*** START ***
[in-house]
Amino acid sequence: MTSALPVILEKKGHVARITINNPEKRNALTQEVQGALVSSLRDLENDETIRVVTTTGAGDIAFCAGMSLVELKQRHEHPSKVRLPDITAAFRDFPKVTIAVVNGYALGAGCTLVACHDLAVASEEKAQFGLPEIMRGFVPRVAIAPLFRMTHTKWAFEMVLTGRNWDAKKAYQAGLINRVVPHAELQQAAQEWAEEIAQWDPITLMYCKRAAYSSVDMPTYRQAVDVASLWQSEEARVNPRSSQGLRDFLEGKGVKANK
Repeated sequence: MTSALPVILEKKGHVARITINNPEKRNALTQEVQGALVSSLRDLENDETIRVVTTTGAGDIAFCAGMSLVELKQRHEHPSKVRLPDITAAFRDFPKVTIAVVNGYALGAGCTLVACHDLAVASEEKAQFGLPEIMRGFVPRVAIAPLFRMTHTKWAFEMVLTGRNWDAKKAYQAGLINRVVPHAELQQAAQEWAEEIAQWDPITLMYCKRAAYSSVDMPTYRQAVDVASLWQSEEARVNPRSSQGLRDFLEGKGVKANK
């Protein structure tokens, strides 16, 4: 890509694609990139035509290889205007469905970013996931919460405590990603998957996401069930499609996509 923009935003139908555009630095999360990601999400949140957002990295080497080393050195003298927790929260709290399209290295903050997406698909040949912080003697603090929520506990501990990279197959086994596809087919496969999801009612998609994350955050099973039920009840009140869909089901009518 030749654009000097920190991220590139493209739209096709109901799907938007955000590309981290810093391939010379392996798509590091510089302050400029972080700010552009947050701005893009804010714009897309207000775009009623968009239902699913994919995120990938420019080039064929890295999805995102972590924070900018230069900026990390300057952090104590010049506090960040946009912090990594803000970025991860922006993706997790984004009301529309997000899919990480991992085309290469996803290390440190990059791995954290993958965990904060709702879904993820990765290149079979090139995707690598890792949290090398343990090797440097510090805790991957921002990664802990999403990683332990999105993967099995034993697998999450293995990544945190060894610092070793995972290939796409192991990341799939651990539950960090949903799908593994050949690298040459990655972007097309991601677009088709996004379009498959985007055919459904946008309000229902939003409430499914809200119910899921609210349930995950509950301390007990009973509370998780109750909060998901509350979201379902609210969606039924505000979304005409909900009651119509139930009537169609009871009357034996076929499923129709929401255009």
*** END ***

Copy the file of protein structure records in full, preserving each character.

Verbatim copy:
[in-house]
Amino acid sequence: MTSALPVILEKKGHVARITINNPEKRNALTQEVQGALVSSLRDLENDETIRVVTTTGAGDIAFCAGMSLVELKQRHEHPSKVRLPDITAAFRDFPKVTIAVVNGYALGAGCTLVACHDLAVASEEKAQFGLPEIMRGFVPRVAIAPLFRMTHTKWAFEMVLTGRNWDAKKAYQAGLINRVVPHAELQQAAQEWAEEIAQWDPITLMYCKRAAYSSVDMPTYRQAVDVASLWQSEEARVNPRSSQGLRDFLEGKGVKANK
Repeated sequence: MTSALPVILEKKGHVARITINNPEKRNALTQEVQGALVSSLRDLENDETIRVVTTTGAGDIAFCAGMSLVELKQRHEHPSKVRLPDITAAFRDFPKVTIAVVNGYALGAGCTLVACHDLAVASEEKAQFGLPEIMRGFVPRVAIAPLFRMTHTKWAFEMVLTGRNWDAKKAYQAGLINRVVPHAELQQAAQEWAEEIAQWDPITLMYCKRAAYSSVDMPTYRQAVDVASLWQSEEARVNPRSSQGLRDFLEGKGVKANK
């Protein structure tokens, strides 16, 4: 890509694609990139035509290889205007469905970013996931919460405590990603998957996401069930499609996509 923009935003139908555009630095999360990601999400949140957002990295080497080393050195003298927790929260709290399209290295903050997406698909040949912080003697603090929520506990501990990279197959086994596809087919496969999801009612998609994350955050099973039920009840009140869909089901009518 030749654009000097920190991220590139493209739209096709109901799907938007955000590309981290810093391939010379392996798509590091510089302050400029972080700010552009947050701005893009804010714009897309207000775009009623968009239902699913994919995120990938420019080039064929890295999805995102972590924070900018230069900026990390300057952090104590010049506090960040946009912090990594803000970025991860922006993706997790984004009301529309997000899919990480991992085309290469996803290390440190990059791995954290993958965990904060709702879904993820990765290149079979090139995707690598890792949290090398343990090797440097510090805790991957921002990664802990999403990683332990999105993967099995034993697998999450293995990544945190060894610092070793995972290939796409192991990341799939651990539950960090949903799908593994050949690298040459990655972007097309991601677009088709996004379009498959985007055919459904946008309000229902939003409430499914809200119910899921609210349930995950509950301390007990009973509370998780109750909060998901509350979201379902609210969606039924505000979304005409909900009651119509139930009537169609009871009357034996076929499923129709929401255009």